Summer 2018

Reforming Reform: Revising the Anticorruption Playbook

Michael Johnston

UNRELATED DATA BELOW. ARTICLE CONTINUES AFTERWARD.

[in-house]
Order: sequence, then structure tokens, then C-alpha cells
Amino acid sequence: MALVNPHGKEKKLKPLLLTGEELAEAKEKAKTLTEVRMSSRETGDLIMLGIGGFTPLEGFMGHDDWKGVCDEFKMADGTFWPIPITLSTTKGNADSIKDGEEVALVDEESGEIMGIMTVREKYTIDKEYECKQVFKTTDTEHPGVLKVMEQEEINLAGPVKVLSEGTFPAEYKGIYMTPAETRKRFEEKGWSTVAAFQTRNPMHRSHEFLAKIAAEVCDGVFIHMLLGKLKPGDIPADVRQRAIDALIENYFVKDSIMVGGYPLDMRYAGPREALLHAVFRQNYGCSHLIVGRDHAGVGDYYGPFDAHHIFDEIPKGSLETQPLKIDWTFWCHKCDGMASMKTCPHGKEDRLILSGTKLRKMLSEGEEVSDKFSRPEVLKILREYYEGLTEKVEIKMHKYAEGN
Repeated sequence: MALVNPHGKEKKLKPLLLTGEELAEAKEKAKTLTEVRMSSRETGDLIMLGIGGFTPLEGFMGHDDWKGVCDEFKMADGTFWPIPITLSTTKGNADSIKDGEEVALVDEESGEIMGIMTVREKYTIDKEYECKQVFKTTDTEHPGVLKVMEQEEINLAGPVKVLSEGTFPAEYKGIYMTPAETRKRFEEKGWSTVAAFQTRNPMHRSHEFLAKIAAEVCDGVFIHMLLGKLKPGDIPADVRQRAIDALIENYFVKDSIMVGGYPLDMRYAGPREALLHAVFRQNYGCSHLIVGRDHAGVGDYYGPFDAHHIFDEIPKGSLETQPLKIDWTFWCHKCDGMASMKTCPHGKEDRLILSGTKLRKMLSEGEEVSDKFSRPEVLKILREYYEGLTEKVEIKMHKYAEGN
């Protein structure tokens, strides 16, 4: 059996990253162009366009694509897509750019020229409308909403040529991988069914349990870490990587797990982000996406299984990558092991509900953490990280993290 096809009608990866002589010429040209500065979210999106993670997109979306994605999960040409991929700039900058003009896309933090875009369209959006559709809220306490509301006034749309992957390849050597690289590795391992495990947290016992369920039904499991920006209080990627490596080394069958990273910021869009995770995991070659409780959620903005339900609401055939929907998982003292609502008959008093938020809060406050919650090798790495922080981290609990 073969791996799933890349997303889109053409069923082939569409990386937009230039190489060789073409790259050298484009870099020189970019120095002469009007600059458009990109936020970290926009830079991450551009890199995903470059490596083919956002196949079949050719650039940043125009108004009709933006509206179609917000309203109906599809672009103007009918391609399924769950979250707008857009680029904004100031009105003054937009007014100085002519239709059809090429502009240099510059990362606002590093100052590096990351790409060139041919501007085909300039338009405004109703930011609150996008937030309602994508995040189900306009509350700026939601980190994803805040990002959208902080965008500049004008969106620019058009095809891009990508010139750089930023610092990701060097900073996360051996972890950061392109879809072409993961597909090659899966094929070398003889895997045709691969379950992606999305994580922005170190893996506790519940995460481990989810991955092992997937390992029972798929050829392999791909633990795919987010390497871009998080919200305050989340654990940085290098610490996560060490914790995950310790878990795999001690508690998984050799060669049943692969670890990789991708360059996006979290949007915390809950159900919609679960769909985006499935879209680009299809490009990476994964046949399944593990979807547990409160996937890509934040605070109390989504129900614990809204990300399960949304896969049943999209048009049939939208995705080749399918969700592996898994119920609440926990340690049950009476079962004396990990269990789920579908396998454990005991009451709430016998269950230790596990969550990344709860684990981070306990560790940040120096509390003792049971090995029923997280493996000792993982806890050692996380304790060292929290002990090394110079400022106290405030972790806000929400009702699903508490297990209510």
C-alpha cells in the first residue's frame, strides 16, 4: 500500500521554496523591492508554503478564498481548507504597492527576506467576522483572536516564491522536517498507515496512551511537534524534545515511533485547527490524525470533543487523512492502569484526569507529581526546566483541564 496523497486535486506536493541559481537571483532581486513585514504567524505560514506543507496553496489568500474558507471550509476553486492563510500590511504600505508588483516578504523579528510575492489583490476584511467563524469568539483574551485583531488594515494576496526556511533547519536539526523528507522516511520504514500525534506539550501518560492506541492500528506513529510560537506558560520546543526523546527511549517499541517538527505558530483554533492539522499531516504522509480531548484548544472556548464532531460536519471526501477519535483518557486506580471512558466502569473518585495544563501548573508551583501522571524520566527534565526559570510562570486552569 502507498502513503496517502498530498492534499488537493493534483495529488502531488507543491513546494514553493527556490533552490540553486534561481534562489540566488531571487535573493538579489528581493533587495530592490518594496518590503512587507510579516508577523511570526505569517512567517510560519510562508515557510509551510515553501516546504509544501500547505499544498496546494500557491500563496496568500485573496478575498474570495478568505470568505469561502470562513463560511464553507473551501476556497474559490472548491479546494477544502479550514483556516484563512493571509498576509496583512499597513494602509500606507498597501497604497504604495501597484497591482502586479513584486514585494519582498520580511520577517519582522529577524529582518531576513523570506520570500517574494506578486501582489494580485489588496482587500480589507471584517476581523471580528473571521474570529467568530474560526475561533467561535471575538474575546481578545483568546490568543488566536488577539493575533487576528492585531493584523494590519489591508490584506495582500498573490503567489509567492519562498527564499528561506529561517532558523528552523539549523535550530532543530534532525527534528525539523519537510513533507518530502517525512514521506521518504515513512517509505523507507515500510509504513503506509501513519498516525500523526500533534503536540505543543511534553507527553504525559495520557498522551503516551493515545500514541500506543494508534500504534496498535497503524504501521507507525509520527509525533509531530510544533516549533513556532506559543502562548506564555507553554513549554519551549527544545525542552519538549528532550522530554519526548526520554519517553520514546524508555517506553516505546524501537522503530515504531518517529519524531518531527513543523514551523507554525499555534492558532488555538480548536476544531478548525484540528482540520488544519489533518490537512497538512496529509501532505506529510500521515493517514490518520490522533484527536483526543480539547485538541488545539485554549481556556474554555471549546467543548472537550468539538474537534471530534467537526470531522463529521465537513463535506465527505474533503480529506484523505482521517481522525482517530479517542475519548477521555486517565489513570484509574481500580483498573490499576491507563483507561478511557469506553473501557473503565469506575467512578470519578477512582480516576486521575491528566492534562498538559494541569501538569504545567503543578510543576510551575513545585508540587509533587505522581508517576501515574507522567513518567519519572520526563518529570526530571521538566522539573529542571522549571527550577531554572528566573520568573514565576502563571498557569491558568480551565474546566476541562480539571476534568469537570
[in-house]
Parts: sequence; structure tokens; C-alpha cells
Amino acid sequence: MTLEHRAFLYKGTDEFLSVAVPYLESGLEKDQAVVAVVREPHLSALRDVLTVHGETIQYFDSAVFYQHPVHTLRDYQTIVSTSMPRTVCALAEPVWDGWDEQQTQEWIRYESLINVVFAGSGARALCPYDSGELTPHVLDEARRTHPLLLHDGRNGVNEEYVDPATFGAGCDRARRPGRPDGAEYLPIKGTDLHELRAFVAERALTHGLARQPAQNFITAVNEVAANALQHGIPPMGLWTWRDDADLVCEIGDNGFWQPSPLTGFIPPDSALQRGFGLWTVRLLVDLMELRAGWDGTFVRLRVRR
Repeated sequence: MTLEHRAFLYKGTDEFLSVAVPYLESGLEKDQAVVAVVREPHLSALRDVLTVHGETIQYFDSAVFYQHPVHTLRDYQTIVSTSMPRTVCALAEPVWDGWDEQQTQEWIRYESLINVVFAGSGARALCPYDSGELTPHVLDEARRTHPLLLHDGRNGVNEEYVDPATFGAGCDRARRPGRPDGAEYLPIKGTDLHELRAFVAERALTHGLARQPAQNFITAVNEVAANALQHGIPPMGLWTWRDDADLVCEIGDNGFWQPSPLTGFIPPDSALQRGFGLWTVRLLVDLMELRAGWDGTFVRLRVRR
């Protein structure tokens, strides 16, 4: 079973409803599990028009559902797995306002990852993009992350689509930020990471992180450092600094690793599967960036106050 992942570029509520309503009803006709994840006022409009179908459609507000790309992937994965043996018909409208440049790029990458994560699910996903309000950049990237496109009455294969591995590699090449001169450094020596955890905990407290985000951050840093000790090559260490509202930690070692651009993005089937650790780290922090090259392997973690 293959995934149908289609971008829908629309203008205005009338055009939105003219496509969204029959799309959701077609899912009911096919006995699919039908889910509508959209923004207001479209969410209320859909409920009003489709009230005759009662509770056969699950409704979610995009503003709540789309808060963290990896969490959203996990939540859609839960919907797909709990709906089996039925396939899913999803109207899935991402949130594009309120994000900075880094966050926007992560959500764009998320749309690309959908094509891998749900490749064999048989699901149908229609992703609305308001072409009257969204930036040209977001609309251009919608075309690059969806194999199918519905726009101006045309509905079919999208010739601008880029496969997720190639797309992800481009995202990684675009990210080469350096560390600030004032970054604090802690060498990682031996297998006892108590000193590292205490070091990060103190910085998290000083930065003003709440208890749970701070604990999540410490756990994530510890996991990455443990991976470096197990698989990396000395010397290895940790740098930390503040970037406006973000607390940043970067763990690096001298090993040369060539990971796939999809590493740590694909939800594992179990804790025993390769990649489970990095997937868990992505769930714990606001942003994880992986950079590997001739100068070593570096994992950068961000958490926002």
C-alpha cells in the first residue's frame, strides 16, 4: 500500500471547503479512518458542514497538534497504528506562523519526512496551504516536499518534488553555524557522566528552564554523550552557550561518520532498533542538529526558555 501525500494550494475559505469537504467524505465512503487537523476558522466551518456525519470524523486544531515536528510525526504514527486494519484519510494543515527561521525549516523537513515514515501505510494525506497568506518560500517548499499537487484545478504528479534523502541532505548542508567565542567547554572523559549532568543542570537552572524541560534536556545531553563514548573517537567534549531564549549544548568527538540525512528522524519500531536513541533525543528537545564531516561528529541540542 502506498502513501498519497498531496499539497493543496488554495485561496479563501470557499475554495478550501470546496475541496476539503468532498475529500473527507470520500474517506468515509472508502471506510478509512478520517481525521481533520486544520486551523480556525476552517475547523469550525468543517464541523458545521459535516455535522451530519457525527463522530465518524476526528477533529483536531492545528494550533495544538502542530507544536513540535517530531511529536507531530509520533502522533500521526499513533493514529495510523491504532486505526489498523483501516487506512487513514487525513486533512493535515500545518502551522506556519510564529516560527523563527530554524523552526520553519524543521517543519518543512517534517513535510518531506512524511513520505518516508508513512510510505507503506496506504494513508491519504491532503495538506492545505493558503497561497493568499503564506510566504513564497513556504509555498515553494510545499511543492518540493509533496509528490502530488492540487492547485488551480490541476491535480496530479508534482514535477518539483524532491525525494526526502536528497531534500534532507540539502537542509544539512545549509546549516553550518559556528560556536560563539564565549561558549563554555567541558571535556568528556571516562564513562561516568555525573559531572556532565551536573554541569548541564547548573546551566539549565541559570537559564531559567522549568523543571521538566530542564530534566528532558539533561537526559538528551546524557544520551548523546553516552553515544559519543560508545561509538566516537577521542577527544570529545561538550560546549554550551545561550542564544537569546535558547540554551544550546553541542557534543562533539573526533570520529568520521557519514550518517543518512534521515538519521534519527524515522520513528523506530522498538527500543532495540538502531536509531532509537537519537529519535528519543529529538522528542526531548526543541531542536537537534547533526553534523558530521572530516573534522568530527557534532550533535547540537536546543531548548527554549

Michael Johnston takes a bird’s-eye view of the last thirty years of international anticorruption efforts, observing that although increased attention to corruption can only be a positive sign, standard practices for fighting corruption have yielded lackluster results. He questions a number of common suppositions espoused by anticorruption experts, including claims that increasing transparency and creating large anticorruption agencies will always ameliorate the problem. Johnston argues that corruption is best combated indirectly, by developing relationships of accountability between citizens and the government, such as through education and civil society. Johnston thus advocates for a holistic development of citizen engagement, which he calls “deep democratization.”
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